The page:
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Home > Dogs > Bullwhip (Bulldog & Whippet Mix) Dog: Info, Pictures, Care Guide, Temperament & Traits

Bullwhip (Bulldog & Whippet Mix) Dog: Info, Pictures, Care Guide, Temperament & Traits

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The Bullwhip is a designer breed that is a mix between a Whippet and a Bulldog. This cross-breeding results in a dog that is less delicate and more protective than a Whippet, but more agile and active than a Bulldog. These dogs make great sporting dogs for activities like agility, lure coursing, and flyball, but they’re usually up for almost any activity, including hiking, bikejoring, and running. If you’ve been looking for a medium-sized, highly active dog, the Bullwhip might be a great fit for your lifestyle.

Breed Overview

Height

13 – 20 inches

Weight

20 – 60 pounds

Lifespan

12 – 15 years

Colors

White, cream, brown, black, brindle, pied, tricolor

Suitable for

Active households, large fenced yards, sporting events

Temperament

Happy, exuberant, active, protective, independent

It’s important to understand that these dogs require thorough training and socialization to prevent behavioral issues, like aggression. They are strong-willed and will do best with an experienced dog owner who is willing and able to put a significant amount of time into meeting their needs. With proper training and socialization, Bullwhips can make great family dogs in homes with children who have been taught proper interaction with dogs. For a challenging dog that’s protective and active, here are the things you need to know about Bullwhips!

Bullwhip Characteristics

Energy:
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High-energy dogs will need a lot of mental and physical stimulation to stay happy and healthy, while low-energy dogs require minimal physical activity. It’s important when choosing a dog to make sure their energy levels match your lifestyle or vice versa.
Trainability:
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Easy-to-train dogs are more skilled at learning prompts and actions quickly with minimal training. Dogs that are harder to train will require a bit more patience and practice.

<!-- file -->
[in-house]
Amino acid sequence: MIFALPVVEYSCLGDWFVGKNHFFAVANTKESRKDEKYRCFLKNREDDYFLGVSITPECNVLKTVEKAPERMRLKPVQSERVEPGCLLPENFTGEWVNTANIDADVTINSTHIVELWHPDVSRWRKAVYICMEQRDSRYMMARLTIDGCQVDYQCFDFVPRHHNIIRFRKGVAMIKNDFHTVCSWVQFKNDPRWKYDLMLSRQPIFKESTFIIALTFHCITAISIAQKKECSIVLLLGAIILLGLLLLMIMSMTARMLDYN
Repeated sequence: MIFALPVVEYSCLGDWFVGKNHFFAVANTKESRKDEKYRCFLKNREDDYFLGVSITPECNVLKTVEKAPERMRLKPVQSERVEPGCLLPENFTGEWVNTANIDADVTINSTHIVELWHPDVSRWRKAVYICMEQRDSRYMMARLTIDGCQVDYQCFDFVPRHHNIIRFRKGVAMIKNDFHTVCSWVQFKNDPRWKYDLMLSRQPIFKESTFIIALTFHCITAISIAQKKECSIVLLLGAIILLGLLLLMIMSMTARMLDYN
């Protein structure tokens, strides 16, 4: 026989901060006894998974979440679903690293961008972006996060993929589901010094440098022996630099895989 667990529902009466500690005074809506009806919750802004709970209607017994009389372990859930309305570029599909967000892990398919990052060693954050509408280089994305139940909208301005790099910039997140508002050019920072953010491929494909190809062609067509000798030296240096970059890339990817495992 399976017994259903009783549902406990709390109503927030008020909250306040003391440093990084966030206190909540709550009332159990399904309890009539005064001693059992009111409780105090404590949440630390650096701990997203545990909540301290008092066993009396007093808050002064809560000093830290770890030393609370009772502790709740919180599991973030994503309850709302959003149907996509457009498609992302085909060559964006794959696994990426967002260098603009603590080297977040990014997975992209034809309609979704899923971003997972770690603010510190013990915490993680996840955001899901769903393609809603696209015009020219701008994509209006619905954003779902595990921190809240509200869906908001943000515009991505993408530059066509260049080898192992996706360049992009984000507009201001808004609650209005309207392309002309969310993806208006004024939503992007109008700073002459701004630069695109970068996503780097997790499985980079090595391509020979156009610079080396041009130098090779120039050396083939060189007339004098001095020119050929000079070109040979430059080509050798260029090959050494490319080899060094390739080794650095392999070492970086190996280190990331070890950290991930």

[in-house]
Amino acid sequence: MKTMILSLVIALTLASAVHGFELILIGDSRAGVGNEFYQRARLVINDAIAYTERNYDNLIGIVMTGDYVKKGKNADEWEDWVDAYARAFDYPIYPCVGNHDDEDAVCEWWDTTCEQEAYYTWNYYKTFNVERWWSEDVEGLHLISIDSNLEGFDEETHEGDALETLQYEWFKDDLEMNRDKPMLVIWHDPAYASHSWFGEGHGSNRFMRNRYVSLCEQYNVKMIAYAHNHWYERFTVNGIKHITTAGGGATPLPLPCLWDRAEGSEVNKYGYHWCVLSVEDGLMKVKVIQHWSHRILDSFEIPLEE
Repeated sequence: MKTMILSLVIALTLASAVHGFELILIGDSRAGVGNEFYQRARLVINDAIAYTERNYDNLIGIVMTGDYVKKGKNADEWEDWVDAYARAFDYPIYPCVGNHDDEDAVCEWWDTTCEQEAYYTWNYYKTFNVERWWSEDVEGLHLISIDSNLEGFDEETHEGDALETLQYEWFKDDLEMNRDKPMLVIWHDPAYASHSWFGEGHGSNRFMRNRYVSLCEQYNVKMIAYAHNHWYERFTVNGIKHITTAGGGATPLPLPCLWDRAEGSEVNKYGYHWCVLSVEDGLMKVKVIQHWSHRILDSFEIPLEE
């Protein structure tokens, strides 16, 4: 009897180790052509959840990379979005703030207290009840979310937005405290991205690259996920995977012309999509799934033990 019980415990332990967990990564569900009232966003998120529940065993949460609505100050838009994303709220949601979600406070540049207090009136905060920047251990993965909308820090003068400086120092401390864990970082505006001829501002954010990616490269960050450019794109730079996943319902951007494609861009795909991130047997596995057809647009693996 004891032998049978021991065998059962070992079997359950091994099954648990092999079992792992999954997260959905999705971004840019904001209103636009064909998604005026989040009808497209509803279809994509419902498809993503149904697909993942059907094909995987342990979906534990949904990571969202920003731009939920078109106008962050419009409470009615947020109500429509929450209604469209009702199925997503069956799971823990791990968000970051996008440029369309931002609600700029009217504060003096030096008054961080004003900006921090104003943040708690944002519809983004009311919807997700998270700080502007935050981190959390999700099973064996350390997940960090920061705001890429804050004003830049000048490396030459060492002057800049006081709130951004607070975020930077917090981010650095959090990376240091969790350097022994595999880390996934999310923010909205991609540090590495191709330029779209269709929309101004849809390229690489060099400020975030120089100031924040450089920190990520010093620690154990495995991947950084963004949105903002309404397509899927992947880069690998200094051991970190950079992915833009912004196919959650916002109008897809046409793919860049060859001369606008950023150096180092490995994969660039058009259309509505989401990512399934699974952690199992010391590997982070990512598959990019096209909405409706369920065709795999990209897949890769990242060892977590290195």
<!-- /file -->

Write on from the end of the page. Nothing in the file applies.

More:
Health:
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Some dog breeds are prone to certain genetic health problems, and some more than others. This doesn’t mean that every dog will have these issues, but they have an increased risk, so it’s important to understand and prepare for any additional needs they may require.
Lifespan:
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Some breeds, due to their size or their breeds potential genetic health issues, have shorter lifespans than others. Proper exercise, nutrition, and hygiene also play an important role in the lifespan of your pet.
Sociability:
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Some dog breeds are more social than others, both towards humans and other dogs. More social dogs have a tendency to run up to strangers for pets and scratches, while less social dogs shy away and are more cautious, even potentially aggressive. No matter the breed, it’s important to socialize your dog and expose them to lots of different situations.

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Bullwhip Puppies

Bullwhip puppies may be difficult to come by since they are not a popular designer breed, but you will likely find one for a very affordable price. Unless you are trying to purchase one from a pet shop.

It’s extremely important to ensure you are purchasing a healthy puppy from health-tested parents and a responsible breeder. When possible, visit the breeding facility and ask to see the parents. Look for signs of puppy mills, like breeding more than 2-3 breeds of dog, multiple buildings on the property, and a strong smell of feces and urine. These are red flags and you should not purchase a puppy from this breeder.

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Image By: Left-  Dora Zett, Shutterstock| Right – Pixabay

Temperament & Intelligence of the Bullwhip

Are These Dogs Good for Families? 👪

Bullwhips can make great family pets, but they probably aren’t the number one choice for homes with small children. These dogs can be very tolerant and protective of children, but without proper training and socialization, they can be a handful and can develop behavioral problems. When kept in homes with children, Bullwhips should only be around children who have been taught proper behavior around dogs. This includes not climbing on the dog, not pulling ears or tail, and not bothering the dog when it has food or another high-value item. With proper training and socialization, Bullwhips can make excellent family dogs that thrive in a high-activity home.

Does This Breed Get Along with Other Pets?

Bullwhips should be properly socialized and slowly introduced to other animals. The Whippet in these dogs makes them prone to chasing after small animals, like guinea pigs and rabbits, so it’s best to keep them away from small animals. They may even chase after cats. Bulldogs can be hesitant and suspicious of other animals, which can lead to Bullwhips not doing well with other animals. These dogs tend to be very people-oriented but should be provided safe, slow introductions to other animals and watched closely while building relationships with other dogs and cats.